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VEPR: Issues for economy in 2018

Released at: 16:24, 17/01/2018

VEPR: Issues for economy in 2018

Photo: Ngoc Lan

Vietnam Center for Economic and Policy Research releases latest report on January 16, highlighting issues for continued economic development.

by Ngoc Lan

Many economic problems are yet to be resolved thoroughly and will remain challenging this year, according to a report released by the Vietnam Center for Economic and Policy Research (VEPR) on January 16.

Economic growth is not being driven by rising workplace productivity, it stated, which is still low compared to regional countries and only one-fourteenth of Singapore’s, one-sixth of Malaysia’s, and one-third of Thailand’s.

If comprehensive measures to boost workplace productivity are not adopted in the near future, given Vietnam’s “golden population structure”, it is unlikely that the country will be able to maintain its current growth momentum.

Advantages in cheap labor will also increasingly disappear due to the impact of the fourth industrial revolution (Industry 4.0).

In the context of resources being depleted, the report noted, mining production continues to decline, while manufacturing has not created any new breakthroughs and agriculture continues to grapple with risks posed by climate change. Growth pressure in 2018 may well be a major challenge.

The report also noted that high budget deficits and public debt continue to be serious issues hindering the economy. While public investment remains limited, recurrent expenditure remains high, placing a burden on the State budget.

Given that Vietnam has moved on from ODA loans, foreign donors will gradually withdraw and only provide loans at preferential interest rates, meaning the country will need more internal resources for growth.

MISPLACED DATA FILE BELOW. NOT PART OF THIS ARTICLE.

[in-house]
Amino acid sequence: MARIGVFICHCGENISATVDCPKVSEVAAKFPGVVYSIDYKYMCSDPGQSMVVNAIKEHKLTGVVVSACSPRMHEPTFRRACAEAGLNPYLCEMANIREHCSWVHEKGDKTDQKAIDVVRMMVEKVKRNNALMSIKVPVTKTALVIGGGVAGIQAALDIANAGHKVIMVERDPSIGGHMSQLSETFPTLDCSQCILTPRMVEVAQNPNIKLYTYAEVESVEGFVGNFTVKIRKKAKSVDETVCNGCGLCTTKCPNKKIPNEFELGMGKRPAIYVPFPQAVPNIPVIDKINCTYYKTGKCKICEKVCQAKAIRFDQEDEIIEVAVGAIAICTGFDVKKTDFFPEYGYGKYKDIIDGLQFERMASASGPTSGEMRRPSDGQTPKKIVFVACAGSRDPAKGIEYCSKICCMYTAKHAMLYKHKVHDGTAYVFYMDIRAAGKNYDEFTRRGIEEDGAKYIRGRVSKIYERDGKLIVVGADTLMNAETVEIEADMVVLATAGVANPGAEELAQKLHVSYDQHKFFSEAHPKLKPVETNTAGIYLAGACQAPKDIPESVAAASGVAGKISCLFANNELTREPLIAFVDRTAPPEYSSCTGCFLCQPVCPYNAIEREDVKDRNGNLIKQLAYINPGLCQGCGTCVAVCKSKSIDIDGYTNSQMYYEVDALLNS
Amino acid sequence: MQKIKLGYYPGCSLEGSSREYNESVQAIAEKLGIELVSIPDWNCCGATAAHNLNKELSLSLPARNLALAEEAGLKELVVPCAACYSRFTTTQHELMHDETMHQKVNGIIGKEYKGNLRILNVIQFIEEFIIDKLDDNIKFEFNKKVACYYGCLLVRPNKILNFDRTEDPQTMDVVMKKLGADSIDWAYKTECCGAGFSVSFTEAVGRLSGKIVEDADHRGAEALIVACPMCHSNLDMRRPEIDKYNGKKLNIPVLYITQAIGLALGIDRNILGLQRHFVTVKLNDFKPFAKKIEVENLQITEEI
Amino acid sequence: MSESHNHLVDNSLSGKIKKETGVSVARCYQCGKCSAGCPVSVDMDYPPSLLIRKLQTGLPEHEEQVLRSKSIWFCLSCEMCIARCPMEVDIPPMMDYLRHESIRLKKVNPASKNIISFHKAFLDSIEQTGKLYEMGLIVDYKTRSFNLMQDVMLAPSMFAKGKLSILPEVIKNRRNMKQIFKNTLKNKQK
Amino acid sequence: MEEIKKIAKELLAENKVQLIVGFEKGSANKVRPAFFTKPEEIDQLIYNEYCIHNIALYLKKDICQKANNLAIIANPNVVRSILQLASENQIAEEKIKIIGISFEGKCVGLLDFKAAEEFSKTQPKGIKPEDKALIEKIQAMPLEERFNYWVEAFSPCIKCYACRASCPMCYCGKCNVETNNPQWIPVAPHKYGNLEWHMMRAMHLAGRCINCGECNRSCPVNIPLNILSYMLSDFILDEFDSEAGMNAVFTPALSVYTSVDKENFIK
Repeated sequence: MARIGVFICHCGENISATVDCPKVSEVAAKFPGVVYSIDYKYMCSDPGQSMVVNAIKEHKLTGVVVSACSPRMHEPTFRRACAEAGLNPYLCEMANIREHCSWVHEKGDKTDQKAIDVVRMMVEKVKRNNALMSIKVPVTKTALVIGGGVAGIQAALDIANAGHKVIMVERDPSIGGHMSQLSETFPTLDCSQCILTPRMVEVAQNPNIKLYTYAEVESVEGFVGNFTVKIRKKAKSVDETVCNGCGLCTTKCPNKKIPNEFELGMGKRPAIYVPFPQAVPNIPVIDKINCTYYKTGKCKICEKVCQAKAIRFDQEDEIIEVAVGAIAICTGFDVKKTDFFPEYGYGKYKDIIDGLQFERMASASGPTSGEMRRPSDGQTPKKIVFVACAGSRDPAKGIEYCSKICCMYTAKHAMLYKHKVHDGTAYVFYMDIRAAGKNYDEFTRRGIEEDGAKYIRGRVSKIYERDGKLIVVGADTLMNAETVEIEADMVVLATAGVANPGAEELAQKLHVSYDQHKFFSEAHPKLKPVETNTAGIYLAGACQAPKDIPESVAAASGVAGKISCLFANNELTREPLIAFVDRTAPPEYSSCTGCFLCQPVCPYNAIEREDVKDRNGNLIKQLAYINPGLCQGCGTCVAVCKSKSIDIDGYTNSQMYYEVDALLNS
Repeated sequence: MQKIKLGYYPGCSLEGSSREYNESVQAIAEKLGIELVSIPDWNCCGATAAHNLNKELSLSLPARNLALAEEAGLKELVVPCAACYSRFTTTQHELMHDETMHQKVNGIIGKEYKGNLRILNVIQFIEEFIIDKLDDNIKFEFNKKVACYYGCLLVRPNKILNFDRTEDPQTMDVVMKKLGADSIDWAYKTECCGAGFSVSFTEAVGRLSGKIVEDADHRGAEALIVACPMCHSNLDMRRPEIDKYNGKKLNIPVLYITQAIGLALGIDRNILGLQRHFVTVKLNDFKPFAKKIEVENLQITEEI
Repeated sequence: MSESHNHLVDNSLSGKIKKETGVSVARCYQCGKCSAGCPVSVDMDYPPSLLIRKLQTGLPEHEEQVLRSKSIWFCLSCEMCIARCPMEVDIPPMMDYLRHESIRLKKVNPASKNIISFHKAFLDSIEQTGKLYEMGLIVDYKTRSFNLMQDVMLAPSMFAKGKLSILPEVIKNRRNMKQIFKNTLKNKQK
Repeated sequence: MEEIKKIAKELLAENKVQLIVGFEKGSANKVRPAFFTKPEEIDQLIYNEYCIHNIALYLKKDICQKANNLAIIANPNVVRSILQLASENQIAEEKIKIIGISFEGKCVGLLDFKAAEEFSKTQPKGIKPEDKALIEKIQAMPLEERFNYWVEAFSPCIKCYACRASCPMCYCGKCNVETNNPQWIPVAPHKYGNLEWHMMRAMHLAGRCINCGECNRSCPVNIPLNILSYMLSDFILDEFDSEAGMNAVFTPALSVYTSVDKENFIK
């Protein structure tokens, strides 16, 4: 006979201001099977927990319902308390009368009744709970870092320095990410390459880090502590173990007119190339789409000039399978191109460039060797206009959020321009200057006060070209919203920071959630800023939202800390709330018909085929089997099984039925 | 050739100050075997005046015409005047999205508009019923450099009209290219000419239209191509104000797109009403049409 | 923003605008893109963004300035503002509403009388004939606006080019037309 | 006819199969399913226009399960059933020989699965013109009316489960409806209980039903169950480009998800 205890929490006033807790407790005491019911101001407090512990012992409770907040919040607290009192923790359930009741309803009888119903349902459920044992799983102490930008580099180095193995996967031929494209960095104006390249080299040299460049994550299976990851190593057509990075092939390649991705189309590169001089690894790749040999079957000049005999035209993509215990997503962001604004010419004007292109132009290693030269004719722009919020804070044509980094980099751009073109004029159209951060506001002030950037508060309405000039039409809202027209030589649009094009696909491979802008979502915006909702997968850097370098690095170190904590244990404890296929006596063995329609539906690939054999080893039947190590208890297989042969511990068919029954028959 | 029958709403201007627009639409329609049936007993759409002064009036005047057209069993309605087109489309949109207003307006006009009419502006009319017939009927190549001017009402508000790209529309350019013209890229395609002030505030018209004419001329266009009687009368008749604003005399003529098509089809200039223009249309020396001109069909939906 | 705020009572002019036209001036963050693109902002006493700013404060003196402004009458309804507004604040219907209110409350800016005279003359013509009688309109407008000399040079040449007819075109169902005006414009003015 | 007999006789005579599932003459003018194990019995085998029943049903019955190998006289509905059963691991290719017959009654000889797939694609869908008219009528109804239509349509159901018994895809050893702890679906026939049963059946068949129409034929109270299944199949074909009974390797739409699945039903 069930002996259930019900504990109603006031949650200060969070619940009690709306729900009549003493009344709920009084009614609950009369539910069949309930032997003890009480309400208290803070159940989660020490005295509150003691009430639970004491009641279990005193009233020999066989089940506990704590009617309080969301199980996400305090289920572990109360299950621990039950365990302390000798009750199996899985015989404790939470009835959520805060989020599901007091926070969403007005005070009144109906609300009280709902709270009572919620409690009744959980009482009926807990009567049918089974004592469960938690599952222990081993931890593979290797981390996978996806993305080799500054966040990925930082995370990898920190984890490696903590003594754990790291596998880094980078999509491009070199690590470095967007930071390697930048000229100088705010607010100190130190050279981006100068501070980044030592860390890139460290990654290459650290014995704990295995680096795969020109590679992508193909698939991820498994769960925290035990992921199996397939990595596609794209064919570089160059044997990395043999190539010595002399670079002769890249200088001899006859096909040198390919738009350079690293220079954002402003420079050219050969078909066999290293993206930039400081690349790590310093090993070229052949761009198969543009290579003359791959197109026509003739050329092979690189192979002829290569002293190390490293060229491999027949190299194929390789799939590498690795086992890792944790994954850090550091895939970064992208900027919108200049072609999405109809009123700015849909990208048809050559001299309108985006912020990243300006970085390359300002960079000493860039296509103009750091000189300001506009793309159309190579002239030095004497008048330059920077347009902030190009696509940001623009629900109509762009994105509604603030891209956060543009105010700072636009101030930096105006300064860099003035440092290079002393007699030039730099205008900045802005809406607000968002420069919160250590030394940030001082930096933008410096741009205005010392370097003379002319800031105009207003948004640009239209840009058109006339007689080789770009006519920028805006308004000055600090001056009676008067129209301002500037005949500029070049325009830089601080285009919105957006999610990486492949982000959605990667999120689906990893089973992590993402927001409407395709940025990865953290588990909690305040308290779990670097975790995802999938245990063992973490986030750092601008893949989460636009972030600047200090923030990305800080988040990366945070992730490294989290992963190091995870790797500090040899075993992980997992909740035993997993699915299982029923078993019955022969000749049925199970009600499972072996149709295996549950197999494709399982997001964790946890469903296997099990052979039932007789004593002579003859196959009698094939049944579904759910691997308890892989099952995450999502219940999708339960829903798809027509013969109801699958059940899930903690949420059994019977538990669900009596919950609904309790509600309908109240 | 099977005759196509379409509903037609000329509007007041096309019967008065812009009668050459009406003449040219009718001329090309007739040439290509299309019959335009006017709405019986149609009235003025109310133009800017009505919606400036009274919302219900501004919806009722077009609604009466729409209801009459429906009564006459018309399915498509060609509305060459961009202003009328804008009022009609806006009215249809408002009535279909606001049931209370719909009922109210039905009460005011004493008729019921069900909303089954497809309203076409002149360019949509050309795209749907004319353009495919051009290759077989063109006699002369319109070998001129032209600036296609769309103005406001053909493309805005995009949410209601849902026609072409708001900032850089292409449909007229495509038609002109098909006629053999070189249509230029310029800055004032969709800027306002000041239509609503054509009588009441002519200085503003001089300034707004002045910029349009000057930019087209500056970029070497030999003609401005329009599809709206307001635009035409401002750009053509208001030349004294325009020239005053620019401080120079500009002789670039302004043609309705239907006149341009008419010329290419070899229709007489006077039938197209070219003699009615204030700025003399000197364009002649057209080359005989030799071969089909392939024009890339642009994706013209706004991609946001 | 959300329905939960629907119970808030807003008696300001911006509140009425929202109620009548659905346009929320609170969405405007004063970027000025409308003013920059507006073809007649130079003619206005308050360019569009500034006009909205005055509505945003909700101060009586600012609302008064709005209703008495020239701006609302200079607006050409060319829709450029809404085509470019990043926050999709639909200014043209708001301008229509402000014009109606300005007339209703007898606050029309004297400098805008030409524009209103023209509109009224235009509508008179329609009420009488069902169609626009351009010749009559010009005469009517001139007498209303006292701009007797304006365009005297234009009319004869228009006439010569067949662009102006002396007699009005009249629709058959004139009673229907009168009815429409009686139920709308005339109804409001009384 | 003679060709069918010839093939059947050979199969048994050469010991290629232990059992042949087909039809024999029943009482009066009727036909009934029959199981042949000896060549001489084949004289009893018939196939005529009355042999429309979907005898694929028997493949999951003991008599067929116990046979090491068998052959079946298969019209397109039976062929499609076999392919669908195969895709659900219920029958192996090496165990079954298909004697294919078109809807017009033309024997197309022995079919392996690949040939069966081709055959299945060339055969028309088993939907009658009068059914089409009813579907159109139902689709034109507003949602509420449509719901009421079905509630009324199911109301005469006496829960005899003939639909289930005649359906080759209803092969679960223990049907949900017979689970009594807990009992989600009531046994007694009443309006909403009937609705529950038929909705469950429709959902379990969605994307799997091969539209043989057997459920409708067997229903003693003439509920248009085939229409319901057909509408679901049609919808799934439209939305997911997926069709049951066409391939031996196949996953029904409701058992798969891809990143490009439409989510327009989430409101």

The government also needs to take drastic measures to tighten recurrent expenditures, such as introducing policies to reduce public service staffing, rearranging the State apparatus, limiting spending by organizations, and divesting from State-owned enterprises (SOEs).

Finally, a dependence on the global economy and the foreign invested sector also creates uncertainties in the economy, especially in the context of the global economy facing a host of uncertainties this year relating to geopolitics and the tendency towards trade protection in some major countries and rapid changes in science and technology around the world

Dr. Le Dang Doanh, former Director of the Central Institute for Economic Management, told the January 16 workshop releasing the report, entitled “Quarterly Report - Independent Assessment of Vietnam’s Macroeconomic Policies”, that Vietnam needs to look directly at the fact that the contribution by the domestic economy is low and economic growth is based too much on foreign investment. “We also need to pay attention to the problem of localization of industrial products being very low,” he added. “2018 is a year of integration, with free trade agreements being implemented and, consequently, tariffs on imports into Vietnam falling to 0 per cent, which puts great pressure on the State budget.”

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